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Software quality

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Sean Gallagher

This Q&A is part of a biweekly series of posts highlighting common questions encountered by technophiles and answered by users at Stack Exchange, a free, community-powered network of 80+ Q&A sites.

Robert Harvey asks:

My team and I are rebuilding a site we developed around ten years ago, and we want to do it in Agile. After I've spent a lot of time reading (probably not enough), I am having trouble with the question of how to divide work between developers.

I'll be more specific and say that the site is divided into separate modules which don't have much integration between them. What is the best/most accepted way to divide the work between the developers?

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Experienced tool developer Cyril Marlin outlines a method used to build an automated testing system for Wizarbox's SoBlonde, a Wii adventure game -- which reduced bugs, increased polish, and is flexible enough to be adapted to other genres.

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First time accepted submitter osman84 writes "I've been developing web/mobile apps for some time, and have managed to build up some decent experience about usability. However, as I'm growing a team of developers now, I've noticed that most of the young ones have a very poor sense of usability. Unfortunately, since I was never really taught usability as science, I'm having trouble teaching them to develop usable apps. Are there any good books that make a good read for general usability guidelines for web/mobile apps? I have a couple from my college days, but I'd like something more recent, written in the era of mobile apps, etc."

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LLBMC: The Low-Level Bounded Model Checker

Google Tech Talk (more info below) February 22, 2011 Presented by Carsten Sinz, Stephan Falke, & Florian Merz, Karlsruhe Institute of Technology, Germany. ABSTRACT Producing reliable and secure software is time consuming and cost intensive, and still many software systems suffer from security vulnerabilities or show unintended, faulty behavior. Testing is currently the predominant method to ascertain software quality, but over the last years formal methods like abstract interpretation or model checking made huge progress and became applicable to real-world software systems. Their promise is to reach a much higher level of software quality with less effort. In this talk we present a recent method for systematic bug finding in C programs called Bounded Model Checking (BMC) that works fully automatic and achieves a high level of precision. We present our implementation, LLBMC, which---in contrast to other tools---doesn't work on the source code level, but employs a compiler intermediate representation (LLVM IR) as a starting point. It is thus easily adaptable to support verification of other programming languages such as C++ or ObjC. LLBMC also uses a highly precise (untyped) memory model, which allows to reason about heap and stack data accesses. Moreover, we show how LLBMC can be integrated into the software development process using a technique called Abstract Testing.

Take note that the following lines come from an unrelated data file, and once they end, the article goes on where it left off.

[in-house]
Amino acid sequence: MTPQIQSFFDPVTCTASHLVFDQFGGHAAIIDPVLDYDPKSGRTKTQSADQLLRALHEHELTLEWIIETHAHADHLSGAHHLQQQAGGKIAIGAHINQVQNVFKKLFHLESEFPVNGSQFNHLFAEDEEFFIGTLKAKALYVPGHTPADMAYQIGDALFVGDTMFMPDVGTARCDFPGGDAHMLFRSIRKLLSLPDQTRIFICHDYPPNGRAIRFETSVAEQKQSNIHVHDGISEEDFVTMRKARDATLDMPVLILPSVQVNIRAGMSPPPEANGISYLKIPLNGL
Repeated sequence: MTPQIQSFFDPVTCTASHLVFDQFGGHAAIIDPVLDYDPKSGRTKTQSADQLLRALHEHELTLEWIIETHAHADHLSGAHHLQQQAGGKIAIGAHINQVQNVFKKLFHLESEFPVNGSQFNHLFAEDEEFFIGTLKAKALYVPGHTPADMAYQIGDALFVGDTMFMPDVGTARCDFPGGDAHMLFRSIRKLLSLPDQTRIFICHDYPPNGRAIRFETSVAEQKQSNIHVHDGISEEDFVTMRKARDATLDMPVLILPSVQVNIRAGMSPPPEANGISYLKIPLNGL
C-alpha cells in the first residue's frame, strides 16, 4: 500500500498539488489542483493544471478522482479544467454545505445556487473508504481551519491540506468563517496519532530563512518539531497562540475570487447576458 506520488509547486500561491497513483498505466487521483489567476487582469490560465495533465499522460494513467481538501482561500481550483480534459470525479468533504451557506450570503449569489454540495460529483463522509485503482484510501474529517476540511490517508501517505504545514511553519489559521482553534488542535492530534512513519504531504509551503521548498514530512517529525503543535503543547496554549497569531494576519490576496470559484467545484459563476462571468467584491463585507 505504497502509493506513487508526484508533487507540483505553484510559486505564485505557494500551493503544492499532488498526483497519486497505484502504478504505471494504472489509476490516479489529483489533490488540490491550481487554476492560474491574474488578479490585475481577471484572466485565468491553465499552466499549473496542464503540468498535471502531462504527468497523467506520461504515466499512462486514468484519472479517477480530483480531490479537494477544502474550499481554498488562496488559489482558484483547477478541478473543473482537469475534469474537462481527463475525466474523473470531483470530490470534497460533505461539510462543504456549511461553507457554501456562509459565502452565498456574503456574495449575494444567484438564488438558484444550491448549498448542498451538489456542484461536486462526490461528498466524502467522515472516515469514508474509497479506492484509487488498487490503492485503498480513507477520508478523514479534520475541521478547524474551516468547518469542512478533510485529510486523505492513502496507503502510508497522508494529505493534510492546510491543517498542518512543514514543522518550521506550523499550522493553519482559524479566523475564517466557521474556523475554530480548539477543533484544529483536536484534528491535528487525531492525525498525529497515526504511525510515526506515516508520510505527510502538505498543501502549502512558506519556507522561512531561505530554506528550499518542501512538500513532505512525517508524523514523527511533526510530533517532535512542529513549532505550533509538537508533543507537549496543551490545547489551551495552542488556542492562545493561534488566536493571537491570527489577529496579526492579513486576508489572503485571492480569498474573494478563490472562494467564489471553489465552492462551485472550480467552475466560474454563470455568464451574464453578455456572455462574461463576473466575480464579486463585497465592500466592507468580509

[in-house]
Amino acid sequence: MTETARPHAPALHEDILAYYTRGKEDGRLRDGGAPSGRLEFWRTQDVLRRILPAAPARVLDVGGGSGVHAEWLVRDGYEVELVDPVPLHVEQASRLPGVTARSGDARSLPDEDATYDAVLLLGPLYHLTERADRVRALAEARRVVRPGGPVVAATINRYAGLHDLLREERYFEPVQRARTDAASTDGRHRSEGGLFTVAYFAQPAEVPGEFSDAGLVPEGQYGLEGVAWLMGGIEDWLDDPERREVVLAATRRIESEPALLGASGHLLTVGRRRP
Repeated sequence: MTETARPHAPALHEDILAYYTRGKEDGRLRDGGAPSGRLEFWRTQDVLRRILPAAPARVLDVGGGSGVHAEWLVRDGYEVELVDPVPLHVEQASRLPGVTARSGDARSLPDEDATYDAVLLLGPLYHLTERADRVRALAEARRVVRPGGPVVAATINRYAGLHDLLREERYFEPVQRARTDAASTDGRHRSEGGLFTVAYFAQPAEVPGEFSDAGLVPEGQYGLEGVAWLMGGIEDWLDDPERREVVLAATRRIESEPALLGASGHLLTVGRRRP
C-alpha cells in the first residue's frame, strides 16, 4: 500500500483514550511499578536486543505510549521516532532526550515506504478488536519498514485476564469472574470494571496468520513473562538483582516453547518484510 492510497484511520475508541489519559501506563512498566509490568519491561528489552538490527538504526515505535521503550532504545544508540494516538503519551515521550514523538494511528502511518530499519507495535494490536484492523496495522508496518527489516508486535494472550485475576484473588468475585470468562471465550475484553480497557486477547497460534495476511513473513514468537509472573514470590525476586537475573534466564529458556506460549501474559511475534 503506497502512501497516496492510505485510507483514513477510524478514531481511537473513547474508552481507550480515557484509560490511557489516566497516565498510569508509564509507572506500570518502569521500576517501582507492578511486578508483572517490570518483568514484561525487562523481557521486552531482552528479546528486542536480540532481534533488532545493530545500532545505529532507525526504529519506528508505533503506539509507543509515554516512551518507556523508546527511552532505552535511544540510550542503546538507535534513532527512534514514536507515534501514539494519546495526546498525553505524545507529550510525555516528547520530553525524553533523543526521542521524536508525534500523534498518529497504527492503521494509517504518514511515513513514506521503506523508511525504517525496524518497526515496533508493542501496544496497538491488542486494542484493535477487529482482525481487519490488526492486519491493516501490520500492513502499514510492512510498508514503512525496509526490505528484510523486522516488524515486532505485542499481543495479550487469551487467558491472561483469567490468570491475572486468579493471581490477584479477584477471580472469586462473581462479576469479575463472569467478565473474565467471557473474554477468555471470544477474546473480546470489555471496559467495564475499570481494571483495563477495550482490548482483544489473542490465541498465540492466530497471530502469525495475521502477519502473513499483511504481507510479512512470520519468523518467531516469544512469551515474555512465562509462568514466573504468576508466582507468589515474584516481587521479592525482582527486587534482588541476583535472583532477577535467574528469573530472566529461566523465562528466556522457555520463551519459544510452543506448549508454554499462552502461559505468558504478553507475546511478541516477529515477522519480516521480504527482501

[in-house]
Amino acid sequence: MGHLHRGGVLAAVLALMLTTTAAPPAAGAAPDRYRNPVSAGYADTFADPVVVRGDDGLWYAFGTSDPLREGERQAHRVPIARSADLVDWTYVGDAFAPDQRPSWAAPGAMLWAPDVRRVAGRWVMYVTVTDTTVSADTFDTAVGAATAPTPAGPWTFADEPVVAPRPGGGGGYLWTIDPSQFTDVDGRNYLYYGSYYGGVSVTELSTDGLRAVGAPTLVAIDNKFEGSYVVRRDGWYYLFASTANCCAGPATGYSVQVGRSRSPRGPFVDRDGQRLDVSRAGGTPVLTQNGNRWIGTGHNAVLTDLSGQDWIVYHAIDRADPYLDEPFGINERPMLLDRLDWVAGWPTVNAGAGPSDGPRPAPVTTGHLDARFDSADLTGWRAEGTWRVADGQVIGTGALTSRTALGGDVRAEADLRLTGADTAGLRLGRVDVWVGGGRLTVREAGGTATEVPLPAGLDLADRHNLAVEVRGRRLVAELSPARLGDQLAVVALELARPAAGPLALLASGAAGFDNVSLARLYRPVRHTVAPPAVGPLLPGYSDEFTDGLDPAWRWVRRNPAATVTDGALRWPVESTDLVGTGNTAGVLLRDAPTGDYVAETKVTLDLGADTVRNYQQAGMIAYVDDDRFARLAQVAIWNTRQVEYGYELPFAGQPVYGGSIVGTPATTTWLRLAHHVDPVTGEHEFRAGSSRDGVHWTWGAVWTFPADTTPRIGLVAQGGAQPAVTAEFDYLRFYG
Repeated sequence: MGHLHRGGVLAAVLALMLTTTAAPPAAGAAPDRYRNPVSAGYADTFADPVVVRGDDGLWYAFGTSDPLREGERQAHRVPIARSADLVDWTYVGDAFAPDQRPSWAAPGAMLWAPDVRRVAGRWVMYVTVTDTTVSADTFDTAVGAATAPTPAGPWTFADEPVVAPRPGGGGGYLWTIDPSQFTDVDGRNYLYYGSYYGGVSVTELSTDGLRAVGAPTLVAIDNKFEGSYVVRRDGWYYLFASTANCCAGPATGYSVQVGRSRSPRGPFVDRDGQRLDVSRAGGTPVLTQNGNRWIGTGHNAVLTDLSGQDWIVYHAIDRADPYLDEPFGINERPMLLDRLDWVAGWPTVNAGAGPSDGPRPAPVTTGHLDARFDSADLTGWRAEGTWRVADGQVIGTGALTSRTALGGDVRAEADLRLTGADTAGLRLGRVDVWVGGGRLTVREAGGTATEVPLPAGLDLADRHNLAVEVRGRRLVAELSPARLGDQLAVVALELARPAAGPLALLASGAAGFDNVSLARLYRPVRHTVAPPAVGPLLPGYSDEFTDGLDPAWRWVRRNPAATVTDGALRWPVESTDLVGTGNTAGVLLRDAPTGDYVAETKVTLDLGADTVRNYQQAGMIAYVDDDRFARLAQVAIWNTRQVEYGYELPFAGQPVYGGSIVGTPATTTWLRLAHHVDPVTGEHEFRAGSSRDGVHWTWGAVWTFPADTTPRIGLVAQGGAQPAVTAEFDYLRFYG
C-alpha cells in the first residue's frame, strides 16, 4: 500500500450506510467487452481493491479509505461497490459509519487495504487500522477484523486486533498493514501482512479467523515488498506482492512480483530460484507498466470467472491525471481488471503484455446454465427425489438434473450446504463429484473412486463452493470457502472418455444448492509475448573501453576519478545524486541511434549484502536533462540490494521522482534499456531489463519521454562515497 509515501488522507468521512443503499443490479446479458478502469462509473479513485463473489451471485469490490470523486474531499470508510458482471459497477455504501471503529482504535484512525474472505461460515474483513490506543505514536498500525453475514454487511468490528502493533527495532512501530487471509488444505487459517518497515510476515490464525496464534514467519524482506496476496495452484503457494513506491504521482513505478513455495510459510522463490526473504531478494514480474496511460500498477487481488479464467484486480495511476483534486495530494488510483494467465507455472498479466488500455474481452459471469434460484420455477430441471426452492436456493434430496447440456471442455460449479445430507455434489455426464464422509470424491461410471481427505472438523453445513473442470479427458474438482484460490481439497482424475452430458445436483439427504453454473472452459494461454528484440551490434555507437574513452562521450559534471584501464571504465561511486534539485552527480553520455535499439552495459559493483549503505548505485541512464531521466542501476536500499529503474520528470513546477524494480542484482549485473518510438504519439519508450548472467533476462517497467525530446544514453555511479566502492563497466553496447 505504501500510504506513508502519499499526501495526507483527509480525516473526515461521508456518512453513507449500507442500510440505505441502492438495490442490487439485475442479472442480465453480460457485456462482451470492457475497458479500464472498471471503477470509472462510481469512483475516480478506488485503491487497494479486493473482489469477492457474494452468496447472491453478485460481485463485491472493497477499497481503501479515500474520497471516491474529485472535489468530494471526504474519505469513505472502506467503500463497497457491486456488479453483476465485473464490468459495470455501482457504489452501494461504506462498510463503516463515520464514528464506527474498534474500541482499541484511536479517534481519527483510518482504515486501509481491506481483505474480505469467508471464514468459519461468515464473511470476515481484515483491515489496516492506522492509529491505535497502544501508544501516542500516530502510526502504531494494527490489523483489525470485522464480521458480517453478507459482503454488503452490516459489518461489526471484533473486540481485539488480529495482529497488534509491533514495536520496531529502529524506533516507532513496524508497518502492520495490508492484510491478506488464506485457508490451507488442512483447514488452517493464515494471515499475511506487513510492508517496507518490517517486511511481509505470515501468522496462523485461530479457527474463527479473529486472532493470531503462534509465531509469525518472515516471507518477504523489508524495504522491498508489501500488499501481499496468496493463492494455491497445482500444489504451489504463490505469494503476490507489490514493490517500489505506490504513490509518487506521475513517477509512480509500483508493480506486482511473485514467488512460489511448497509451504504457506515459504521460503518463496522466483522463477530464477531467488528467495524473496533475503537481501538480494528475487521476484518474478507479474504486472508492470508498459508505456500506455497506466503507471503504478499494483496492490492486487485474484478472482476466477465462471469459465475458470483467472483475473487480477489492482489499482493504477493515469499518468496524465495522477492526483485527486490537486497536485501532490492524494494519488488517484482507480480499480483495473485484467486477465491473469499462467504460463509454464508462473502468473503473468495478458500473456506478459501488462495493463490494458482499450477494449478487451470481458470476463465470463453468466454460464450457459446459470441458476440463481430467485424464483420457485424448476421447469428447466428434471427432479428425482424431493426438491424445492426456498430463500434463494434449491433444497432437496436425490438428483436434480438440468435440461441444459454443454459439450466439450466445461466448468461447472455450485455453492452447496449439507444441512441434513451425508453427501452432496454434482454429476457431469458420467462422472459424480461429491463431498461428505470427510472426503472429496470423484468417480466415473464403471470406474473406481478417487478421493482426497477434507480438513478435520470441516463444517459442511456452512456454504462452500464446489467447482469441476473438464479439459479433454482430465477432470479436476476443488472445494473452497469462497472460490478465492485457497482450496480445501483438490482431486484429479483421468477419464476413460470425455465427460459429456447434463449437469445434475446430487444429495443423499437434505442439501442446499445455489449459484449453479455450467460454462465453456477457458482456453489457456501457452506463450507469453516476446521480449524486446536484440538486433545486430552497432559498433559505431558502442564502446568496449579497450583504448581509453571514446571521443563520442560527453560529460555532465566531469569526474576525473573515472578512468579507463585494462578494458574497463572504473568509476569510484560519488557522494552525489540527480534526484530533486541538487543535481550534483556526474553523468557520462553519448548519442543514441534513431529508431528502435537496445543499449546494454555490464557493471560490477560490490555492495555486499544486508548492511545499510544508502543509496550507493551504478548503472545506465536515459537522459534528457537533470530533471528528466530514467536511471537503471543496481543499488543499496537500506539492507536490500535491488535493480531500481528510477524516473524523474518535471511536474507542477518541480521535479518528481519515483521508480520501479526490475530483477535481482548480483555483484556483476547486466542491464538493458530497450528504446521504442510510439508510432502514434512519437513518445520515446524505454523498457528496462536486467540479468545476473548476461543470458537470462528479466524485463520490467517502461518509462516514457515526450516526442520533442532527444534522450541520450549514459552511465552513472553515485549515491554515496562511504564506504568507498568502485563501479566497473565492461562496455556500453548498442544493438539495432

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GTAC 2010: Lessons Learned from Testability Failures

Google Test Automation Conference 2010 October 28-29, 2010 "Lessons Learned from Testability Failures" Presented by Esteban Manchado Velázquez, Opera Software ASA. Often, QA staff focus on the testing itself. However, ensuring a good level of testability is crucial for project quality. For the sake of discussion, we can consider a project ""testable"" if its code is easy to unit test, it is easy to deploy multiple times reliably, and it has good introspection capabilities. When the testability level of a project is not monitored, it can end up becoming a burden for the team. These testability problems usually add up in small steps, making them hard to detect if we do not make the effort to look for them. Some examples of testability problems are poor communication about expected behavior, high thresholds for making tests, and low traceability of bugs. These problems make not only testing, but also implementation, harder. It follows that testability is something that teams must devote a considerable amount of time and energy to. First, testability allows a project to grow to several teams. Second, by facilitating testing it enables more and better tests, which results in higher quality. Finally, many developers do not realise its importance and impact, thus it is not something that will typically be addressed unless someone focuses on it. Esteban Manchado Velázquez has been working on software development for around 10 years and is currently Quality Assurance Engineer and <b>...</b>
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